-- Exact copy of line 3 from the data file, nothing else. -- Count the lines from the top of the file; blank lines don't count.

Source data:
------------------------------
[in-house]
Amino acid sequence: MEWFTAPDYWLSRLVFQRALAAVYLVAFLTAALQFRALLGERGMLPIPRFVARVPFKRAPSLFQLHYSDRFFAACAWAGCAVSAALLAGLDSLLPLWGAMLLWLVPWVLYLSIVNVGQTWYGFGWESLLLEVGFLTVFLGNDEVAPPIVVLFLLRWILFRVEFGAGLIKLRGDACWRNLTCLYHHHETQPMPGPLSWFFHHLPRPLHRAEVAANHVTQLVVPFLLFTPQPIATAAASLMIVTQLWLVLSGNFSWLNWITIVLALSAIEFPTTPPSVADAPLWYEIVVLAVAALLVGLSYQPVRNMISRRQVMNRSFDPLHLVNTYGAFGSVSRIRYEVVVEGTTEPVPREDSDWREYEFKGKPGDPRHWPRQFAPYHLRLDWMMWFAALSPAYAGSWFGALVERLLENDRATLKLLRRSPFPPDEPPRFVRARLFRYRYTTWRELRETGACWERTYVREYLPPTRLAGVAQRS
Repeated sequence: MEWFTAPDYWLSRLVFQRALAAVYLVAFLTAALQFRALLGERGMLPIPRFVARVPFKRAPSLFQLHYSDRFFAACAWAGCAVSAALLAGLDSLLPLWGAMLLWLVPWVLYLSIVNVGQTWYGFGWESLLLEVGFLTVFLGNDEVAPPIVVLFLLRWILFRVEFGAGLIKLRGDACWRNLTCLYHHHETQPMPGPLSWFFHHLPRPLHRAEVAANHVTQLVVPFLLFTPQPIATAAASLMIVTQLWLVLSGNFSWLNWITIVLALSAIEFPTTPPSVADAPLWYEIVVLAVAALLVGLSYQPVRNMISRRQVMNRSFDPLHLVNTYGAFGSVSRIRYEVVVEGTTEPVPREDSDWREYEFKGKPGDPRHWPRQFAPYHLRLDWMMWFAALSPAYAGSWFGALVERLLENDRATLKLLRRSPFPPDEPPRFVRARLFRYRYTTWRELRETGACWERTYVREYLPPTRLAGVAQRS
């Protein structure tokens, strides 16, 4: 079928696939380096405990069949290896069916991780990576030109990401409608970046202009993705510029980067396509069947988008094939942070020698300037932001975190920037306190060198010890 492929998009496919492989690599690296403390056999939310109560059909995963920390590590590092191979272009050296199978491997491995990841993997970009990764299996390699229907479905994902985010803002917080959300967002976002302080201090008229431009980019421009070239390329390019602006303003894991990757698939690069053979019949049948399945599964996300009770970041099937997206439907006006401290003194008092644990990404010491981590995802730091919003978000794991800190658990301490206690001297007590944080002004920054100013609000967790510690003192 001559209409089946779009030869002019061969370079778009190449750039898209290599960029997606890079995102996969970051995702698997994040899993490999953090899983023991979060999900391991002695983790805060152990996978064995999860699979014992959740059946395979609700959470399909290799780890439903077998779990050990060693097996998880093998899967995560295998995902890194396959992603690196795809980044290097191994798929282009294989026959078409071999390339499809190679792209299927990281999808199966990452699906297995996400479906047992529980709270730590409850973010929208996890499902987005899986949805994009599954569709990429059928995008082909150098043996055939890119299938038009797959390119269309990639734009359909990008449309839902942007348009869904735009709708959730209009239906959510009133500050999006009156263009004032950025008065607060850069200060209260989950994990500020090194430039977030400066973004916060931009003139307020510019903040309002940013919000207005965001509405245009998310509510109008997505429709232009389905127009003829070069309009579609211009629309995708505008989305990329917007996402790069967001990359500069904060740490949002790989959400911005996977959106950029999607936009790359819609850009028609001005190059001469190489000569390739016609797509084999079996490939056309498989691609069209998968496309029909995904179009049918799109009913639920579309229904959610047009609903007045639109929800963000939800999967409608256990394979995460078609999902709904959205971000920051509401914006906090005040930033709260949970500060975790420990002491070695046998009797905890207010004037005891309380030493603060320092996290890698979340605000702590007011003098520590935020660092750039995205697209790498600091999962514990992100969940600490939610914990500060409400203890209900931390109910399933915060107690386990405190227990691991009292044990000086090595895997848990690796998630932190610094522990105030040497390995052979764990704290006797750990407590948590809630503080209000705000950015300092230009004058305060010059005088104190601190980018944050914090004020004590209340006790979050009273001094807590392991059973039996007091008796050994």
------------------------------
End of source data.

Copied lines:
Repeated sequence: MEWFTAPDYWLSRLVFQRALAAVYLVAFLTAALQFRALLGERGMLPIPRFVARVPFKRAPSLFQLHYSDRFFAACAWAGCAVSAALLAGLDSLLPLWGAMLLWLVPWVLYLSIVNVGQTWYGFGWESLLLEVGFLTVFLGNDEVAPPIVVLFLLRWILFRVEFGAGLIKLRGDACWRNLTCLYHHHETQPMPGPLSWFFHHLPRPLHRAEVAANHVTQLVVPFLLFTPQPIATAAASLMIVTQLWLVLSGNFSWLNWITIVLALSAIEFPTTPPSVADAPLWYEIVVLAVAALLVGLSYQPVRNMISRRQVMNRSFDPLHLVNTYGAFGSVSRIRYEVVVEGTTEPVPREDSDWREYEFKGKPGDPRHWPRQFAPYHLRLDWMMWFAALSPAYAGSWFGALVERLLENDRATLKLLRRSPFPPDEPPRFVRARLFRYRYTTWRELRETGACWERTYVREYLPPTRLAGVAQRS